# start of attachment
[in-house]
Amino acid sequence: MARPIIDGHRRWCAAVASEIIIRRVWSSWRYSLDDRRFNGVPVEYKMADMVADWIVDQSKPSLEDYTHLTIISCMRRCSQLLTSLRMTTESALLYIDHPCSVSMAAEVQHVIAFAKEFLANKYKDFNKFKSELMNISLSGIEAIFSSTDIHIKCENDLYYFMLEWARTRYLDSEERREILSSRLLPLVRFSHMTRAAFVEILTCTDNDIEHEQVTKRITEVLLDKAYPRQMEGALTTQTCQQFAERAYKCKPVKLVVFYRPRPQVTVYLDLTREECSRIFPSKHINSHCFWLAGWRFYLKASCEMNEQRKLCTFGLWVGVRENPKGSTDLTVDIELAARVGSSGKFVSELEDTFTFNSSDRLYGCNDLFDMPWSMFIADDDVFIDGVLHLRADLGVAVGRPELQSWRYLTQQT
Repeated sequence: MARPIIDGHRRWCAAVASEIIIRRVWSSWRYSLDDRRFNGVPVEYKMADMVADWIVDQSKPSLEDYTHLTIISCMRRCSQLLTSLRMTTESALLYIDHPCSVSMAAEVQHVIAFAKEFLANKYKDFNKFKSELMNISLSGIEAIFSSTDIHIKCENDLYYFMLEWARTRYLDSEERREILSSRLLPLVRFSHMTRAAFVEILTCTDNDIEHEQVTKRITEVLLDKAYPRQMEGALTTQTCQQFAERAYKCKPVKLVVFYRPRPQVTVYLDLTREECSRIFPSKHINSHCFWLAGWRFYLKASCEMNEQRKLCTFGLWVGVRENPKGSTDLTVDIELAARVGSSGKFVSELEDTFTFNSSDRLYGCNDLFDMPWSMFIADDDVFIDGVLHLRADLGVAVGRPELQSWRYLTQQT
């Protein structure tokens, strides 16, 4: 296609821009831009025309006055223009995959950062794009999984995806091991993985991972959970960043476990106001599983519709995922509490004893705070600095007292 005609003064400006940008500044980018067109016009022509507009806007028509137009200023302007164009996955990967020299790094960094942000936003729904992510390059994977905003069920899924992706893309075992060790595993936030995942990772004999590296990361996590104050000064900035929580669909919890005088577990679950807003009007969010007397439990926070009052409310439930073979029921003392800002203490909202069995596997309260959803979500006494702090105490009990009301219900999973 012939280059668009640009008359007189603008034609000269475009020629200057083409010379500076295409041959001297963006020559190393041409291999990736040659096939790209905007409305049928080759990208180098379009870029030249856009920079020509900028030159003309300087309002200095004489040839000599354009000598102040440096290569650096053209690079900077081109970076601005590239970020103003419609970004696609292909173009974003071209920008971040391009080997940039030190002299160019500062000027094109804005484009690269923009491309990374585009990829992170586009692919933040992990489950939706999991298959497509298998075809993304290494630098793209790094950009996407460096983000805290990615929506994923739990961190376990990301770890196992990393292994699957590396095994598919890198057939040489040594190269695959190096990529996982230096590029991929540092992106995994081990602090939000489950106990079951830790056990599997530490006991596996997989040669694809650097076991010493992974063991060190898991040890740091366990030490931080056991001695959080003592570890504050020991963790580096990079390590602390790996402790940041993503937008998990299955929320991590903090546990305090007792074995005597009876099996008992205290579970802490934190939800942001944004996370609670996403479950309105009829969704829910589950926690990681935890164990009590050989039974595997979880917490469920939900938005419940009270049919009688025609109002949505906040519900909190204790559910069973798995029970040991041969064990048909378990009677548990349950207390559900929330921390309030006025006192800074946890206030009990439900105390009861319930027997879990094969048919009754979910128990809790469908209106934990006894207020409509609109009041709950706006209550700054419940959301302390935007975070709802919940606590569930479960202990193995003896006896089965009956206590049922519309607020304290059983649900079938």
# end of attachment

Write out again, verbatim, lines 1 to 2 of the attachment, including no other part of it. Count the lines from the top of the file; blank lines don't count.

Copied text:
[in-house]
Amino acid sequence: MARPIIDGHRRWCAAVASEIIIRRVWSSWRYSLDDRRFNGVPVEYKMADMVADWIVDQSKPSLEDYTHLTIISCMRRCSQLLTSLRMTTESALLYIDHPCSVSMAAEVQHVIAFAKEFLANKYKDFNKFKSELMNISLSGIEAIFSSTDIHIKCENDLYYFMLEWARTRYLDSEERREILSSRLLPLVRFSHMTRAAFVEILTCTDNDIEHEQVTKRITEVLLDKAYPRQMEGALTTQTCQQFAERAYKCKPVKLVVFYRPRPQVTVYLDLTREECSRIFPSKHINSHCFWLAGWRFYLKASCEMNEQRKLCTFGLWVGVRENPKGSTDLTVDIELAARVGSSGKFVSELEDTFTFNSSDRLYGCNDLFDMPWSMFIADDDVFIDGVLHLRADLGVAVGRPELQSWRYLTQQT